Knowledge discovery from large and complex scientific data is a challenging task. With the ability to measure and simulate more processes at increasingly finer spatial and temporal scales, the growing number of data dimensions and data objects presents tremendous challenges for effective data analysis and data exploration methods and tools. The combination and close integration of methods from scientific visualization, information visualization, automated data analysis, and other enabling technologies —such as efficient data management— supports knowledge discovery from multi-dimensional scientific data. This paper surveys two distinct applications in developmental biology and accelerator physics, illustrating the effectiveness of the described approach. PMID:23762211

  6. Knowledge diffusion from FDI and intellectual property rights

    NARCIS (Netherlands)

    Smeets, R.; de Vaal, A.

    2011-01-01

    We study the extent to which a country's strength of Intellectual Property Rights (IPR) protection mediates knowledge spillovers from Foreign Direct Investment (FDI). Following the opposing views in the IPR debate, we propose a negative effect of IPR strength on unintentional horizontal

  7. EFFECT OF INQUIRY LEARNING MODEL TRAINING AND CRITICAL THINKING SKILLS ON SCIENTIFIC KNOWLEDGE CLASS X

    Directory of Open Access Journals (Sweden)

    Envilwan Harefa

    2016-12-01

    Full Text Available The aims of research were to analize: (1 Student’s skill proccess science by using inquiry training learning model better than direct intruction learning model; (2 Student’s skill process science who had under average better than above average category in scientific knowledge; and (3 the interaction between learning model and the level of scientific knowledge in fluencing student’s skill process science. The research was quasi-experimental research. The population of this research is all of thenth grade students of SMAN 3 Gunungsitoli. The sample of this researchconsist of grade with was taken by cluster random sampling were X2 and X3 class.The research instrument consisted of skill process science essay test and criticalthinking skills test data be analysed by using Two–way ANAVA. Result of theresearch showed that kill of the student science process (1 between inquiry training and direct intruction, where inquiry training better than direct intruction, (2 between group of student in the group of the students scientific knowledgeupon and under of mean, where scientific knowledge upon of mean better then scientific knowledge under of mean, (3 no interaction between inquiry training and scientific knowledge increased skill of student science process.

  8. Integration of indigenous and scientific knowledge in climate adaptation in KwaZulu- Natal, South Africa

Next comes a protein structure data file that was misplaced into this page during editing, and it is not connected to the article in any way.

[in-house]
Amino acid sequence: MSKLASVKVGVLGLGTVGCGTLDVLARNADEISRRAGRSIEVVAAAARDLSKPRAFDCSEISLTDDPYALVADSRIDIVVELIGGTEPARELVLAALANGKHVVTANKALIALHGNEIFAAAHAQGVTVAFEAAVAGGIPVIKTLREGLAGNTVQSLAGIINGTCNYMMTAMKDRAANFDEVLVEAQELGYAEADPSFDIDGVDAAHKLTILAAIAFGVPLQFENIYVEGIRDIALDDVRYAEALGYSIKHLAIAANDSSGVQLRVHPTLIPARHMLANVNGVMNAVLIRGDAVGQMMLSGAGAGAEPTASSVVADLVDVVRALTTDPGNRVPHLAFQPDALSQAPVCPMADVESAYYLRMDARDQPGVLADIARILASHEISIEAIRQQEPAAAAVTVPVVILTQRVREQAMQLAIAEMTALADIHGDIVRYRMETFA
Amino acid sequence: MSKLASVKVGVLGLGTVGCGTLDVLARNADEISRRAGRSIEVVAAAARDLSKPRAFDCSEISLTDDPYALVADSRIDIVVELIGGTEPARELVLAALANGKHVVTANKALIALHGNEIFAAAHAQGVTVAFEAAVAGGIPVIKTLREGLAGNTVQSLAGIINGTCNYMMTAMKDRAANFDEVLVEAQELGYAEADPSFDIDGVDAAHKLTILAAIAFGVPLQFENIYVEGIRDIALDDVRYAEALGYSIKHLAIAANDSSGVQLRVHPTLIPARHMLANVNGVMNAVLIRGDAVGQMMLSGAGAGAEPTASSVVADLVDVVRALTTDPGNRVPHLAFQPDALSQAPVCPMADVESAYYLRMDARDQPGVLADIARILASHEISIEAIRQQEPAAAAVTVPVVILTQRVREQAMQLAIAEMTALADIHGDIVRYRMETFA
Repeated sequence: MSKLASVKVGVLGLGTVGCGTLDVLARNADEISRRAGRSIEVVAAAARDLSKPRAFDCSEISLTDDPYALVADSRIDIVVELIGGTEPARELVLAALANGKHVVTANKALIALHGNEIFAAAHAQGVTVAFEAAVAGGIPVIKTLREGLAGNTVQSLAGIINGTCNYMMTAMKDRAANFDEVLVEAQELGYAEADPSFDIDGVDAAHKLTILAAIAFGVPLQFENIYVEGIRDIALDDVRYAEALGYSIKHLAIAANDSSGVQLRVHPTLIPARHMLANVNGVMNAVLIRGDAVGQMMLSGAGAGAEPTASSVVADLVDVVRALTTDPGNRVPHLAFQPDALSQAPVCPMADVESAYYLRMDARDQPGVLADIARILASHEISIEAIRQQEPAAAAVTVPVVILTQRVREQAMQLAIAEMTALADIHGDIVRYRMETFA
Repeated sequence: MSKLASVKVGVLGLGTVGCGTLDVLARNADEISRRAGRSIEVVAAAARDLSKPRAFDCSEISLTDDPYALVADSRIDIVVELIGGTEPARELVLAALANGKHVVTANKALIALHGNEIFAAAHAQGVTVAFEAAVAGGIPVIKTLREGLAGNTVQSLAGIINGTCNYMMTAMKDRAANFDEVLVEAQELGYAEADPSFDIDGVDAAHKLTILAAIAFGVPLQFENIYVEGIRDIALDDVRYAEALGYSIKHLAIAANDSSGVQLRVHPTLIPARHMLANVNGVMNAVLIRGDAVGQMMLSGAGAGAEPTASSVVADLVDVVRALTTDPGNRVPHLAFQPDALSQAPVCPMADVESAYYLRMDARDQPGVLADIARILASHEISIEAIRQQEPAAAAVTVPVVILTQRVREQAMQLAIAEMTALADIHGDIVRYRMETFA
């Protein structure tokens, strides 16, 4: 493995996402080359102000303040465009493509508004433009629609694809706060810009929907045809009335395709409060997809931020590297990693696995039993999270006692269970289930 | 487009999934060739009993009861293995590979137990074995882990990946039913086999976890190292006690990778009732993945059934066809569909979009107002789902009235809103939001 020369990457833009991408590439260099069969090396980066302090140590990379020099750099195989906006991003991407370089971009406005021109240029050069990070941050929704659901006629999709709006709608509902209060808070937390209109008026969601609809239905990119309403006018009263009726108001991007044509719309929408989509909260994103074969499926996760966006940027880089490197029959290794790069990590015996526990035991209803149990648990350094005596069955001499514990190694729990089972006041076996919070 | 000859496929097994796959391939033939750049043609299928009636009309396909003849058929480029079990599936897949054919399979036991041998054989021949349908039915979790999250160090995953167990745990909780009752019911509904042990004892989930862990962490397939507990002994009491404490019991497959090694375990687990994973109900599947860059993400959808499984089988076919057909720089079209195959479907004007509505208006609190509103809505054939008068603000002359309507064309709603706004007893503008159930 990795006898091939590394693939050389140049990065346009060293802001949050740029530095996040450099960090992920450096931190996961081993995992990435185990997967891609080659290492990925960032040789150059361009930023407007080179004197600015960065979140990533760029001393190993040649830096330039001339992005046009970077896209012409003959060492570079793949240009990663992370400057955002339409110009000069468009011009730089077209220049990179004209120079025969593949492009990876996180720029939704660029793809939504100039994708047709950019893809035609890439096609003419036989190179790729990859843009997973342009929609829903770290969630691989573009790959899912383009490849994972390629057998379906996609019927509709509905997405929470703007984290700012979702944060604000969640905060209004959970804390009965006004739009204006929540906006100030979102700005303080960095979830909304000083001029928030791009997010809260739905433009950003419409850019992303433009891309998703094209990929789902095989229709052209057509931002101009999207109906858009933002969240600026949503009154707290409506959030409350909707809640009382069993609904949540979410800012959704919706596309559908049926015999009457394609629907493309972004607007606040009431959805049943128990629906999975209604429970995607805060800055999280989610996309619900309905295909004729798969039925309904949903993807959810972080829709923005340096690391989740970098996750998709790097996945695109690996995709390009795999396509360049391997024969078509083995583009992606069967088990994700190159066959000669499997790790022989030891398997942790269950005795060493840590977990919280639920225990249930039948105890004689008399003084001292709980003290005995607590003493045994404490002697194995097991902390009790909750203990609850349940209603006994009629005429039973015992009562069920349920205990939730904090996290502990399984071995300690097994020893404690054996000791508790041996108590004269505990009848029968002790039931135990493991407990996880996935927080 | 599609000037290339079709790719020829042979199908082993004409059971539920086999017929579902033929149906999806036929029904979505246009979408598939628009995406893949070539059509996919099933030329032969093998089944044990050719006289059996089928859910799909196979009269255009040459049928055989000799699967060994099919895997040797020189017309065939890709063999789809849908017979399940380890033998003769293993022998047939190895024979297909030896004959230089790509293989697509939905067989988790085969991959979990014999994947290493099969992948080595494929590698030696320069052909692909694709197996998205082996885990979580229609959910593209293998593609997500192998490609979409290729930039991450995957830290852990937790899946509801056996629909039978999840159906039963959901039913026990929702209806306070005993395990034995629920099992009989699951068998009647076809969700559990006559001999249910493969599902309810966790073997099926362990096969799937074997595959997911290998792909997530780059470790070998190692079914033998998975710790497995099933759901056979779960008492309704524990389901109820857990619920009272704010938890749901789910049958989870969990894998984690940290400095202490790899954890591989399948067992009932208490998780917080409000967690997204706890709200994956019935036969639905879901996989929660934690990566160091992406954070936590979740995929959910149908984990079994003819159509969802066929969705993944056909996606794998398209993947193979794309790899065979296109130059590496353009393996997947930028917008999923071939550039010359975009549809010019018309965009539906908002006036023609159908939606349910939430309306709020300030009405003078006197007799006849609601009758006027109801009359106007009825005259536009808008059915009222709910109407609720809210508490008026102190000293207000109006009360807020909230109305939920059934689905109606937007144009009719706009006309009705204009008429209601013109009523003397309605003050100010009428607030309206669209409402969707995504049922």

Directory of Open Access Journals (Sweden)

    Basdew Myuri

    2017-10-01

    Full Text Available Indigenous knowledge has for generations assisted rural subsistence farming communities adapt to climate change and make daily decisions regarding agriculture. This study was conducted in the rural community of Swayimane, uMshwathi Municipality, KwaZulu-Natal, South Africa. The main objective of the research was to determine the indigenous indicators used by rural farmers, identify the means through which seasonal climate information is disseminated and assess the strengths and weaknesses of indigenous and scientific knowledge. The other objective of the research was to evaluate the integration of indigenous and scientific weather forecasting. The research used 100 questionnaires which were administered to the subsistence farmers of the community. Focus group discussions and key informant interviews were conducted with small groups of individuals. Results showed that majority of the indigenous indicators related to rainfall and seasonal predictions. Also, seasonal scientific climate information was mainly disseminated via television and radio. Local farmers highlighted that indigenous knowledge was essential in predicting seasonal changes and rainfall and scientific knowledge was not trusted. Indigenous knowledge is transmitted by oral tradition, from generation to generation and mainly among the elderly, and, thinly, to the younger generation. Scientific information was thought to be too technical and difficult to comprehend. It can be concluded that subsistence farmers were open to the integration of scientific and indigenous weather forecasting. They highlighted that it would improve decision making concerning their agricultural activities.

  9. Searching for Synergy: Integrating Traditional and Scientific Ecological Knowledge in Environmental Science Education

    Science.gov (United States)

    Kimmerer, Robin Wall

    2012-01-01